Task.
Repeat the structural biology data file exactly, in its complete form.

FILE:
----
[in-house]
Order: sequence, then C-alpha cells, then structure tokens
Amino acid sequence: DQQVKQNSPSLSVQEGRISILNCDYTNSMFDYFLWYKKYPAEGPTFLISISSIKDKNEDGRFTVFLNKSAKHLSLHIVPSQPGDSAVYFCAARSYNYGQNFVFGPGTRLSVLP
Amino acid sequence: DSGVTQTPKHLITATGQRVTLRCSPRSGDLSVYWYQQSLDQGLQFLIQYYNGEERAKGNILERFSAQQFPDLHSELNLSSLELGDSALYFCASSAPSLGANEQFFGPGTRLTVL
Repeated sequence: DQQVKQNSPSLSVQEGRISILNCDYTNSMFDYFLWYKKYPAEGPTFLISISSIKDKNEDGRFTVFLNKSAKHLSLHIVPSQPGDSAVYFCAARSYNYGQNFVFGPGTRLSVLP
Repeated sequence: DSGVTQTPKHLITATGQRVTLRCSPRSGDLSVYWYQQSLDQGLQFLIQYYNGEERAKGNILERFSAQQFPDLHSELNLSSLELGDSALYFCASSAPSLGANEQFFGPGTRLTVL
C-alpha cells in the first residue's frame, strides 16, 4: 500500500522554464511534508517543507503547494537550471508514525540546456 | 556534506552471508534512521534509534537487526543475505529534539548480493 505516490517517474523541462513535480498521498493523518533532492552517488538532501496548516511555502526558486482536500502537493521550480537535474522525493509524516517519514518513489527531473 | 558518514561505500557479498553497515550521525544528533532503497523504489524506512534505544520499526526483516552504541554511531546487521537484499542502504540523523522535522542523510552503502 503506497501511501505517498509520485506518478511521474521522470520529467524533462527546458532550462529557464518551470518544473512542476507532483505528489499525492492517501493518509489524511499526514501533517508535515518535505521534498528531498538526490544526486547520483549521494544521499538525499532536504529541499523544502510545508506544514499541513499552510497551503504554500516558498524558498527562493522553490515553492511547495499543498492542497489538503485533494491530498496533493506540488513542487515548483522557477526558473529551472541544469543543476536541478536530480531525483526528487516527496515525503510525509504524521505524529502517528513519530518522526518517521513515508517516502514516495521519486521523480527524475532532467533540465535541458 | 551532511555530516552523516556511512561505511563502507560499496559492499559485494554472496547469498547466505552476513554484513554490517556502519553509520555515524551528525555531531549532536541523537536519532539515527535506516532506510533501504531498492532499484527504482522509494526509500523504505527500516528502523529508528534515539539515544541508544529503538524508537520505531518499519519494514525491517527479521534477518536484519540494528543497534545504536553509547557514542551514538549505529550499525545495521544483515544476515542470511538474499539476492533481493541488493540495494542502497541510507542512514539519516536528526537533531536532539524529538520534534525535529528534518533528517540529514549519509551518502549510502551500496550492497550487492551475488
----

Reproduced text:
[in-house]
Order: sequence, then C-alpha cells, then structure tokens
Amino acid sequence: DQQVKQNSPSLSVQEGRISILNCDYTNSMFDYFLWYKKYPAEGPTFLISISSIKDKNEDGRFTVFLNKSAKHLSLHIVPSQPGDSAVYFCAARSYNYGQNFVFGPGTRLSVLP
Amino acid sequence: DSGVTQTPKHLITATGQRVTLRCSPRSGDLSVYWYQQSLDQGLQFLIQYYNGEERAKGNILERFSAQQFPDLHSELNLSSLELGDSALYFCASSAPSLGANEQFFGPGTRLTVL
Repeated sequence: DQQVKQNSPSLSVQEGRISILNCDYTNSMFDYFLWYKKYPAEGPTFLISISSIKDKNEDGRFTVFLNKSAKHLSLHIVPSQPGDSAVYFCAARSYNYGQNFVFGPGTRLSVLP
Repeated sequence: DSGVTQTPKHLITATGQRVTLRCSPRSGDLSVYWYQQSLDQGLQFLIQYYNGEERAKGNILERFSAQQFPDLHSELNLSSLELGDSALYFCASSAPSLGANEQFFGPGTRLTVL
C-alpha cells in the first residue's frame, strides 16, 4: 500500500522554464511534508517543507503547494537550471508514525540546456 | 556534506552471508534512521534509534537487526543475505529534539548480493 505516490517517474523541462513535480498521498493523518533532492552517488538532501496548516511555502526558486482536500502537493521550480537535474522525493509524516517519514518513489527531473 | 558518514561505500557479498553497515550521525544528533532503497523504489524506512534505544520499526526483516552504541554511531546487521537484499542502504540523523522535522542523510552503502 503506497501511501505517498509520485506518478511521474521522470520529467524533462527546458532550462529557464518551470518544473512542476507532483505528489499525492492517501493518509489524511499526514501533517508535515518535505521534498528531498538526490544526486547520483549521494544521499538525499532536504529541499523544502510545508506544514499541513499552510497551503504554500516558498524558498527562493522553490515553492511547495499543498492542497489538503485533494491530498496533493506540488513542487515548483522557477526558473529551472541544469543543476536541478536530480531525483526528487516527496515525503510525509504524521505524529502517528513519530518522526518517521513515508517516502514516495521519486521523480527524475532532467533540465535541458 | 551532511555530516552523516556511512561505511563502507560499496559492499559485494554472496547469498547466505552476513554484513554490517556502519553509520555515524551528525555531531549532536541523537536519532539515527535506516532506510533501504531498492532499484527504482522509494526509500523504505527500516528502523529508528534515539539515544541508544529503538524508537520505531518499519519494514525491517527479521534477518536484519540494528543497534545504536553509547557514542551514538549505529550499525545495521544483515544476515542470511538474499539476492533481493541488493540495494542502497541510507542512514539519516536528526537533531536532539524529538520534534525535529528534518533528517540529514549519509551518502549510502551500496550492497550487492551475488